My mom grew up on a wheat farm outside a small town in north Texas. She’s got a store of tall tales about killing rattlesnakes and pulling calves, our own family mythology. My siblings and I are city kids, raised in suburbia, but we spent lots of time at my grandparents’ farm growing up. It was a kind of dual citizenship: we were just countrified enough to be venturesome, just citified enough to be easily unnerved by this rugged, beautiful prairie. It’s a land of big skies and hot summers, crumbling red dirt and sluggish, muddy creeks, cactus and mesquite trees, scorpions and snakes — expansive, challenging, exhilarating country.

When we were small, we couldn’t leave the farmhouse yard for the fields beyond without an adult. But as we grew older we began exploring on our own, fortified with walkie talkies and water bottles. Every time we visited, we’d learn the land a little better. Eventually we extended our knowledge all the way out to the back forty, the roughest, most remote part of the farm. I’ll never forget our triumph the first time we reached the very back fenceline, our sense of empowerment and liberty. We climbed the highest rock we could find and stood in the wind looking around at the land we’d mastered, mighty as queens.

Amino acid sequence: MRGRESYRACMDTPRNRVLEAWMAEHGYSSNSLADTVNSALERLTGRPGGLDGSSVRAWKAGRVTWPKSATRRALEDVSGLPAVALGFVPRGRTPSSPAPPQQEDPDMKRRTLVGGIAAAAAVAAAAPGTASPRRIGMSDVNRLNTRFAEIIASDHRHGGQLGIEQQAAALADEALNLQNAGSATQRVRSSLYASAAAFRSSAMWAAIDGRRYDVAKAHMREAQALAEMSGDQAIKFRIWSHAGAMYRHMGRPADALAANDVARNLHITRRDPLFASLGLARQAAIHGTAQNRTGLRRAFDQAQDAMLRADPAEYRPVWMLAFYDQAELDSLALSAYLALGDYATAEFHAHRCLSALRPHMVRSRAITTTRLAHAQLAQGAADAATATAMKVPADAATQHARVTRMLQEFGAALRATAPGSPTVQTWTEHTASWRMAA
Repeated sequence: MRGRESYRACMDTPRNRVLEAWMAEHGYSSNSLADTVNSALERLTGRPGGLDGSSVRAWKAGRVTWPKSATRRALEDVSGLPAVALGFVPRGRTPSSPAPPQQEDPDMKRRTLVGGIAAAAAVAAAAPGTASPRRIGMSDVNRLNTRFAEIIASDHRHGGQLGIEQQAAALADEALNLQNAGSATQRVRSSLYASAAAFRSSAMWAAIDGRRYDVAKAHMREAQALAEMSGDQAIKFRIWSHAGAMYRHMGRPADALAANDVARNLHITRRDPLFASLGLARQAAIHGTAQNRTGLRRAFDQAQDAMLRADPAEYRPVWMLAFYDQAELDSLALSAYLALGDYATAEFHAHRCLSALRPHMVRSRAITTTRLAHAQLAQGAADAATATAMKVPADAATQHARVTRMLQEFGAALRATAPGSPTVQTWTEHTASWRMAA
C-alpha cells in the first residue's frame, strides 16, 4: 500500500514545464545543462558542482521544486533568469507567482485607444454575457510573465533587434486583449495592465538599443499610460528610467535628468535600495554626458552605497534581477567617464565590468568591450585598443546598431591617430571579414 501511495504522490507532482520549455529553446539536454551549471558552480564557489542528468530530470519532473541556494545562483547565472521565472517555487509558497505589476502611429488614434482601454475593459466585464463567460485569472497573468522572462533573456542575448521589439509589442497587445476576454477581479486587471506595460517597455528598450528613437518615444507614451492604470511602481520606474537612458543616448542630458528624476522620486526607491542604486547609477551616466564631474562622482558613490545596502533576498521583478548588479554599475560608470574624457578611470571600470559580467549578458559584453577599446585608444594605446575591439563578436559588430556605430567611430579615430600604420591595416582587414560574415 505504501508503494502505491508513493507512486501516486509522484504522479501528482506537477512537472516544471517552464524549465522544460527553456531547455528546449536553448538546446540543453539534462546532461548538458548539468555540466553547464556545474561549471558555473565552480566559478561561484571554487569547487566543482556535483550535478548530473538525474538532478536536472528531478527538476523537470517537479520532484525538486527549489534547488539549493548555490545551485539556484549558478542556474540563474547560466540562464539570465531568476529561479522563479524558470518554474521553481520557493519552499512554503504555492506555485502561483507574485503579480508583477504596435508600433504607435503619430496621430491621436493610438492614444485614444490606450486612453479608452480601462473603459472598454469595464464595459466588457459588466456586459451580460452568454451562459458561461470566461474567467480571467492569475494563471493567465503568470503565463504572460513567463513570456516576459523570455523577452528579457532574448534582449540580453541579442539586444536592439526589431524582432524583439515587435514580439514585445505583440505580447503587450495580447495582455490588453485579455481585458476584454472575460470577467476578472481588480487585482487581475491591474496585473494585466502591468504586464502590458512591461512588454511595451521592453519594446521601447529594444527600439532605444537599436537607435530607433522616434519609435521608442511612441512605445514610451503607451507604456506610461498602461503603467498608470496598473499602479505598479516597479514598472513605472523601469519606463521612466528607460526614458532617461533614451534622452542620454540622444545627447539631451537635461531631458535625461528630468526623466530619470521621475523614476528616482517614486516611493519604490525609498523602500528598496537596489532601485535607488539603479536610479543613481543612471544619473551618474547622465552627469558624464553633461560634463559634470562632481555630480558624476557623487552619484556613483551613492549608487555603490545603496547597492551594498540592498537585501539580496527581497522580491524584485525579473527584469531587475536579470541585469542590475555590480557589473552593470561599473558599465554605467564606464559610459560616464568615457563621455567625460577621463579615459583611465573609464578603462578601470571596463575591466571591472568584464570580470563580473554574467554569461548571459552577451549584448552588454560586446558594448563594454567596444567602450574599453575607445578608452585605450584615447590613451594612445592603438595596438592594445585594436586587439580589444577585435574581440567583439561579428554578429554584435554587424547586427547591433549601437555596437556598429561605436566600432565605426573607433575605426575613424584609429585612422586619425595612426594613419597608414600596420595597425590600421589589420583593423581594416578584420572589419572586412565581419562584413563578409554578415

I owe so much to my time on the farm. That land shaped me in profound ways I can hardly articulate, even though I never actually lived there. It was also my primary exposure to nature as a child. During my school years, though we followed Charlotte Mason’s philosophy, we mostly didn’t get around to formal nature study — and I’m not telling you anything my mom wouldn’t tell you herself. This is real life: homeschooling is hard, and things slip through the cracks.

It’s true: I didn’t have The Perfect Charlotte Mason Education, in part because at the time, nobody knew exactly what that looked like. This was the early 90’s; homeschooling was still fringey and grassroots, and there was barely even an internet. If you wanted to learn about Charlotte Mason’s philosophy, you had to dig in and study the series. It was slow going. There were no blogs, no podcasts, no facebook groups, no conferences. AmblesideOnline was in its embryonic form as a few intrepid women on an email list — my first official year was Year 4, and it was still a prototype (I was in the first batch of children to go through the curriculum — the “guinea pigs,” as we were dubbed fondly).

Let’s be clear: this isn’t meant to be some kind of expose (“AO grad tells all!”) but rather an expression of gratitude and admiration. The Charlotte Mason educators of my mom’s generation were pioneers in uncharted territory. They cleared trails for the rest of us, a immense labor of love it was my privilege to witness. Now, this territory is fairly settled, with reliable maps and plenty of guides. What a blessing this is — and yet, there is a trade-off.